findings. And how is the view from the top? The view from the top is once in a lifetime thing. For me, it's kind of a culmination of everything that's been put into it. I mean, the three years of preparation and training for that view for that moment and to be able to look miles out into Tibet, you know, past the bet into China into Nepal and just a 360 degree landscape that's still breathtaking was worth every a bit of pain that I put into it. Well, congratulations again. I'm glad you got up there and stuck with it. Totally deserve it. And really inspiring. That's unbelievable. How long did you end up staying up there? Really Short. You think? Three years of training for 25 minutes of a group of the world. Yeah. Yeah. And then you got to go walk all the way back down. Yeah, that's only halfway, right. So yeah. Yeah, on all the hairy, scary trail, you just came up. Yeah. And now you know everything that Zatz ahead of you, right? And you have to go down, which is down is harder for me because my ankle doesn't articulate. So instead of having okay, I mean, there was really no special modification. Well, I mean slightly, but it's not like the technology and prosthetics is advanced to the point where you could climb Everest really easily. I mean, it's all it's still a limb that you have tow. You have tow, figure out ways to work around. Absolutely. And there actually was an Indian gentleman who was kind of a he was a new amputee, and he decided that he was going to try Everest, and he got up to the North Pole, which is really just the first camp above a B C. And he realized that he didn't have enough skill with this prosthetic limb to be there. And it's really just something you have to figure out through training. And so he got back down your back a couple weeks ago. You're resting. I'm assuming anything else on your plate currently. No, just coming home and being part of the family again. It's great to be with my wife and two daughters and be back toe my by bed that I didn't sleep in for four months. Yeah, just, you know, home and resting and giving my body a chance to recover. You know, going through the last three years, I could definitely feel myself started to deteriorate. I mean, I've got mawr injuries than just my amputated leg. Uh, and I could feel myself going downhill real quick. It was this year or not at all. And so now, being able to just give my body a chance to get back Thio Somewhat normal. I really looking forward, Thio.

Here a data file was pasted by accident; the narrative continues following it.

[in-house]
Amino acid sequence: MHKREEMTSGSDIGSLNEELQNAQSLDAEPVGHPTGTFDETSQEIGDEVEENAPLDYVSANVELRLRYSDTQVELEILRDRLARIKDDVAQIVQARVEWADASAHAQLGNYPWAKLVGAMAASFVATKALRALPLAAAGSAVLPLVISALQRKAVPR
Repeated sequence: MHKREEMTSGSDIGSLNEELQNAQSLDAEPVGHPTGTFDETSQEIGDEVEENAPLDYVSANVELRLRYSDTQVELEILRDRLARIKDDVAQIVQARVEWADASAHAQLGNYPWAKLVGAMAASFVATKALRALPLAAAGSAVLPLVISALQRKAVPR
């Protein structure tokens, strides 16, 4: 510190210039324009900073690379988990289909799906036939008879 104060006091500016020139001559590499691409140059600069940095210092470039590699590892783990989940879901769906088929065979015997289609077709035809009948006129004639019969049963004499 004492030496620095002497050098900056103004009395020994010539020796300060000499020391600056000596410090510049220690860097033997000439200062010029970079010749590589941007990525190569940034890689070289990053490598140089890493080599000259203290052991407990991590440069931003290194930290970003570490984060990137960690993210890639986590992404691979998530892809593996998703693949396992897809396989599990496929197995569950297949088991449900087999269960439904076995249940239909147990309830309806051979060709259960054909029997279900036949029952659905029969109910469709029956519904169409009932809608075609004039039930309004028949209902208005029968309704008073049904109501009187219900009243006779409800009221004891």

findings. And how is the view from the top? The view from the top is once in a lifetime thing. For me, it's kind of a culmination of everything that's been put into it. I mean, the three years of preparation and training for that view for that moment and to be able to look miles out into Tibet, you know, past the bet into China into Nepal and just a 360 degree landscape that's still breathtaking was worth every a bit of pain that I put into it. Well, congratulations again. I'm glad you got up there and stuck with it. Totally deserve it. And really inspiring. That's unbelievable. How long did you end up staying up there? Really Short. You think? Three years of training for 25 minutes of a group of the world. Yeah. Yeah. And then you got to go walk all the way back down. Yeah, that's only halfway, right. So yeah. Yeah, on all the hairy, scary trail, you just came up. Yeah. And now you know everything that Zatz ahead of you, right? And you have to go down, which is down is harder for me because my ankle doesn't articulate. So instead of having okay, I mean, there was really no special modification. Well, I mean slightly, but it's not like the technology and prosthetics is advanced to the point where you could climb Everest really easily. I mean, it's all it's still a limb that you have tow. You have tow, figure out ways to work around. Absolutely. And there actually was an Indian gentleman who was kind of a he was a new amputee, and he decided that he was going to try Everest, and he got up to the North Pole, which is really just the first camp above a B C. And he realized that he didn't have enough skill with this prosthetic limb to be there. And it's really just something you have to figure out through training. And so he got back down your back a couple weeks ago. You're resting. I'm assuming anything else on your plate currently. No, just coming home and being part of the family again. It's great to be with my wife and two daughters and be back toe my by bed that I didn't sleep in for four months. Yeah, just, you know, home and resting and giving my body a chance to recover. You know, going through the last three years, I could definitely feel myself started to deteriorate. I mean, I've got mawr injuries than just my amputated leg. Uh, and I could feel myself going downhill real quick. It was this year or not at all. And so now, being able to just give my body a chance to get back Thio Somewhat normal. I really looking forward, Thio.